We kept walking. I refused to look at the pier. The pier did not exist. There was no pier.
“I think it’s getting smaller!” said Otter hopefully. “There is no pier,” I said grimly. “The pier is a cruel illusion.”
We kept walking.
Heeding, yet again, the words of the man who inserted my IUD, I began to sing to distract myself. So did Otter. I was doing “Battle Hymn of the Republic” and she was doing “Muskrat Love,” so, y’know, it worked out.
By now it was so dark that we could barely make out where we were walking. We were starting to fear that we had actually passed our hotel and would wind up in Virginia before we realized our mistake. We were laughing hysterically, because otherwise sobbing would have been in order. All sane people had left the beach. It was only a matter of time before Otter stepped on a crab, and since she has a lifelong phobia of crab-kind, this was going to result in screaming and dancing and bolting and I was going to laugh so hard I peed, and then I was going to try to wash myself off in the ocean where I would undoubtedly be eaten by a bull shark, which hunt at night, and who could probably smell my abraded thighs like chum in the water.
I had largely resigned myself to this turn of events and was just wondering whether I would have the strength to punch the shark in the nose or whether I would embrace my fate when Otter said “I think that’s a square building next to a yellow house.”
We could not run. The pier had beaten us. We staggered and limped and straggled up the beach and there were our shoes, our wonderful wonderful shoes, and there was our hotel, and that meant a car and food and COCKTAILS.
It had taken us two hours to get back.
Some Hours Later…
“I want to drive that,” I said, feeling the after-effects of something called a Razz-tini. “I want us to drive from the hotel to the pier and watch the odometer and figure out how far that really was.”
“You know it was like a mile,” said Otter glumly. “We’re just horribly out of shape. It probably took us four hours to go two miles.”
“Probably,” I said, secure in the invincible armor of the Razz-tini. “But maybe it was a mile and a half. That’s like three miles. On sand! Sand is hard!”
We set out towards the pier, in the car, watching the odometer. “Twenty-seven…” muttered Otter, “twenty-seven, twenty-seven, it’s not changing, twenty-seven…ooh! Twenty-eight! Twenty-eight, twenty-eight…twenty-eight…still twenty-eight…oh god, we’re so out of shape…no wait, TWENTY-NINE!”
By the time we reached the pier, it was well over thirty. Sober verification the next day with maps and GPS confirmed that in fact we had walked seven miles, round trip, over sand, or something like a quarter of a marathon. This activity burned something in the range of 1200 calories. I generally expend that many calories in a day keeping all the vital systems running and making sure my brain doesn’t starve to death, but not in concentrated activity. I believe I made most of it up again in Razz-tinis and crab meat, but crab probably doesn’t count because you burn at least as many calories just tearing the legs apart to get at it, so it’s practically a diet food, damnit.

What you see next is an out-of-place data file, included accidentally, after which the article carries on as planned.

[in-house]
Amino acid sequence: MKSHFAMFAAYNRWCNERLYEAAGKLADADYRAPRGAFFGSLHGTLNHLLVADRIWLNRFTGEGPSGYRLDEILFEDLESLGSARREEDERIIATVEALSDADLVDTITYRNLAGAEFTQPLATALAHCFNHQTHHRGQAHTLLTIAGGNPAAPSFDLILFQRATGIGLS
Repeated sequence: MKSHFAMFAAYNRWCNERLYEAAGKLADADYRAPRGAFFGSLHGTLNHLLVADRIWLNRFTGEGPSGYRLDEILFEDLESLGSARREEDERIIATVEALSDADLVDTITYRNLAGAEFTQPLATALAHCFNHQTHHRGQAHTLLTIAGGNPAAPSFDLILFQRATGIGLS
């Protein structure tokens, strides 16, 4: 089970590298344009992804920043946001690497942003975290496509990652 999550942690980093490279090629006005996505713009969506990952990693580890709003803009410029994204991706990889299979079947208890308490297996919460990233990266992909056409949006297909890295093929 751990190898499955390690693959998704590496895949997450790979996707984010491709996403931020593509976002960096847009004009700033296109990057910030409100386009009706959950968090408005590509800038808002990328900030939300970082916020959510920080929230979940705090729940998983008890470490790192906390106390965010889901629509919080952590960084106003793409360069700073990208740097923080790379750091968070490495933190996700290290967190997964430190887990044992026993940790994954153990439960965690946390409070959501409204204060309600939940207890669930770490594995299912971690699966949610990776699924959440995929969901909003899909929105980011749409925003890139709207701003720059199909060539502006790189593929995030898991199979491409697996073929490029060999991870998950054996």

“We are hardcore,” I said.
“We are in awesome shape,” said Otter.
“Let us never do that again,” I said.
And she agreed.
*Seriously, I only vaguely know what your hobby entails, and I have lots of crazy geek friends. If you honestly think that the very first action of tourist-town police presented with a suspicious unlabeled tube stashed under a utility should be to go “Oh, those wacky geocachers!” and go consult your website, you have badly mistaken your hobby’s position relative to the center of the universe.
I have nothing much useful to say. I’m just plugging away on Fairybreath art (Halfway! Woohoo!) and laying down a few thousand words a week on Bread Wizard. Everything is on schedule, nothing bad is happening, I am reading books and playing Civ5 and working on digging out the patio in the backyard, and while that is all wonderful to live through, it makes for fairly boring blogging. I assure you, however, that as soon as something improbable or appalling happens, or Vulture-Bob returns, I’ll let you know! (I’m going to the beach for a few days, so possibly there will be hijinks. You never know.)
Meanwhile, have some KUEC!
The title popped up in a discussion of House of Leaves, so I wound up reading The Red Tree last night, pretty much in one go.
That should tell you right there that it’s a page turner, and well-worth the read—the writing is elegant and cruel and it was genuinely very scary, go forth, read, enjoy.
Meanwhile, I think these might be spoilers, but it’s kind of hard to tell, and I ramble a lot, so…err…take with a grain of salt.
The problem with supernatural horror, as Stephen King said in Danse Macabre or On Writing or somewhere or other, basically comes down to the bit in Call of Cthulhu where sooner or later, you either have to show Cthulhu or you don’t, and no matter what you do, somebody’s gonna get pissed. (I’m paraphrasing madly here, it’s early.)
If you show Cthulhu, it’s not nearly scary as the build-up—NOTHING is ever as scary as the build-up, I think that may be human psychology in a nutshell—and if you don’t, a fairly large subset of people are going to throw your book across the room yelling “WHAT? All that, and the alien turns out to be her FATHER?”
Okay, I might be mixing my works of fiction a bit here, but you get the point. Damned if you do, damned if you don’t.
The Blair Witch Project was scary…and then it was over, and a lot of people walked out of the theatre pissed, self-included. (Also, I wanted EVERYONE IN THE ENTIRE FILM to die.)
Signs, by M. Night Shymalan, was scary for the first thirty minutes…right up until you saw the alien, which could handle intergalactic space-flight but not doorknobs, and then you spent a lot of time checking your watch and sighing heavily.